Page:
Most outsourced projects fail, or at the very least businesses settle for “good enough” out of business necessity. I talked about this in-depth in my essay on why most outsourced projects fail. I’ve seen it first hand. I’ve seen it with friends. Clients. Business partners. You name it.
But, remote work is the future. It’s an industry poised to reach $46 billion in revenue by 2020. And although I’ve been highly critical of the current state of the freelance marketplace, it’s not because of Upwork or any other freelance marketplace – it’s how businesses and freelancers utilize the platform. Many want to outsource overseas to save money, but the age old adage remains true, “If you pay peanuts, you get monkeys.”
Before jumping into the step-by-step guide to hiring on Elance, I want you to think about two things very carefully – these two concepts could save you a ton of $$$ and headache.
Think less about saving money, and more about gaining access to talent across the world.
Businesses tend to think money first, as a matter of fact the #1 reason for companies to outsource was to “reduce operating costs”. And that’s perfectly fine for rudimentary tasks such as data entry, bookkeeping, etc. But when the task requires more creativity, it’s tough to find $100k talent at $10/hr.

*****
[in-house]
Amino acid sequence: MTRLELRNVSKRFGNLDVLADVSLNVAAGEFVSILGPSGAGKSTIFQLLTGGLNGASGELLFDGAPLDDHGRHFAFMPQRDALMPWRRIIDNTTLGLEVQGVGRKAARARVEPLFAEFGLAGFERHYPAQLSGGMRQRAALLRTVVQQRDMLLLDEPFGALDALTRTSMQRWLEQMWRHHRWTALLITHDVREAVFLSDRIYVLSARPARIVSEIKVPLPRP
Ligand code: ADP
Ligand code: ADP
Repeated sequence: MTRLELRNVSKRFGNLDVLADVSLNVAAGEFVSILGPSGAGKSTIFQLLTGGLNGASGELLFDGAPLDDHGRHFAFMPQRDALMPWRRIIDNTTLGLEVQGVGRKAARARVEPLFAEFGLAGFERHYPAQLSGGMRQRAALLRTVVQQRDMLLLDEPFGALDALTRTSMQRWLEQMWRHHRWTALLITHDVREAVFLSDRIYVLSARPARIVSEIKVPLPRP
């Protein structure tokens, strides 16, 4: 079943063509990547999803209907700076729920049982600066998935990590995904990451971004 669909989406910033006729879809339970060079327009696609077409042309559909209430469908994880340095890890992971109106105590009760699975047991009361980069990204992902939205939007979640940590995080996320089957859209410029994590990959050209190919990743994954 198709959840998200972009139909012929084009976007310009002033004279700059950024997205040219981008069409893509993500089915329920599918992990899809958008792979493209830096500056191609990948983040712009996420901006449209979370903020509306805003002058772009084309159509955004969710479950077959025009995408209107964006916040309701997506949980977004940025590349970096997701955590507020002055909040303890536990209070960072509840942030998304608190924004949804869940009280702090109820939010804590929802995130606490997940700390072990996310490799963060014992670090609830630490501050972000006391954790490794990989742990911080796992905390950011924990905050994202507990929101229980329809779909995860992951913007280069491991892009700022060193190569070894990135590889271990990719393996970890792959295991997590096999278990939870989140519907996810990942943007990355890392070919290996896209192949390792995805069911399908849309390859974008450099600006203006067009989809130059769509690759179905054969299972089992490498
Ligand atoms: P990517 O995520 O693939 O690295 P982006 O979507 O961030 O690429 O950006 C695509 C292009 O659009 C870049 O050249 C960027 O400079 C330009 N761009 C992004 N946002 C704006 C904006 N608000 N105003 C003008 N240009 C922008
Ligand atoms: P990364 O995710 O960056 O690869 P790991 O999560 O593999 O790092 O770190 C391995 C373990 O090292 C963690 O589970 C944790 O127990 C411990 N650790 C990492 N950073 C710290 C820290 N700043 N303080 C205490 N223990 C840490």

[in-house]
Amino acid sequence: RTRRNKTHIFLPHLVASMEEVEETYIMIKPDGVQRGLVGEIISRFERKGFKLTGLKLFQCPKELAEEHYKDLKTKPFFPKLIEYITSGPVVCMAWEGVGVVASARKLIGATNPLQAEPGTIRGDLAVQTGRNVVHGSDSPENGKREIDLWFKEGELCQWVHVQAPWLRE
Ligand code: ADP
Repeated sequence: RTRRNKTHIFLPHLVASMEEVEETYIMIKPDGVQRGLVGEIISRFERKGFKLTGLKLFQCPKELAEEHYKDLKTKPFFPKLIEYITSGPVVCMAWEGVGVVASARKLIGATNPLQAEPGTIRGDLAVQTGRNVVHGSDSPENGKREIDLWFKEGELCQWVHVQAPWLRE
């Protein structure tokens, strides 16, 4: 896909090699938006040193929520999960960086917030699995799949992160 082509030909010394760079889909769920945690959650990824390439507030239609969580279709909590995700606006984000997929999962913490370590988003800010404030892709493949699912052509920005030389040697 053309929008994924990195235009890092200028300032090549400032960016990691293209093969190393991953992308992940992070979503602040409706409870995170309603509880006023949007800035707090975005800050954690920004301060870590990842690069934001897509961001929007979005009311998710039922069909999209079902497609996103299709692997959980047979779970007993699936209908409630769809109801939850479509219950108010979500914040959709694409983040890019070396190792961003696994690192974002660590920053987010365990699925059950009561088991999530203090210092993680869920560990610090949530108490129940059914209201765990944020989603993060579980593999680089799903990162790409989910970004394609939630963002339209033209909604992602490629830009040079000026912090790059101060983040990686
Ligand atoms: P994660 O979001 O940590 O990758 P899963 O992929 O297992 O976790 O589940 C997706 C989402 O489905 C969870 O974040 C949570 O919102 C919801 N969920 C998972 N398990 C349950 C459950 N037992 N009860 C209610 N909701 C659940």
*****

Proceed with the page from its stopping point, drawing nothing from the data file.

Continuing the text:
Think less about price and more about value.
If you’re hiring a marketing consultant, hire the guy who can clearly articulate how he could help you generate a return on investment. Perhaps with experience and case studies in your industry. Sure you could take a shot at the fresh out of college marketing major, or the $8/hr “Marketing Guru” from India but I’ve found that the latter options are typically a little more liberal with their hours. You don’t want to pay someone to twiddle their thumbs – you want results.
How to Hire on “A” Players on Freelance Websites
First off, feel free to use Upwork, Freelancer, Guru or any other platform as the same concepts will more or less apply. We know that Upwork is the biggest, due to the merger with Elance and oDesk. And that’s where I would tend to point people for most projects, but before signing up checkout our post on the 10 Most Popular Things to Outsource and Where to Outsource It. For a TL;DR the simplest tasks and if you’re flat broke you should check Fiverr first where most jobs start at $5 (see our favorite business gigs). For design related tasks, I’d venture towards the crowdsourced market (here we compared the biggest players – 99designs, DesignCrowd and CrowdSpring).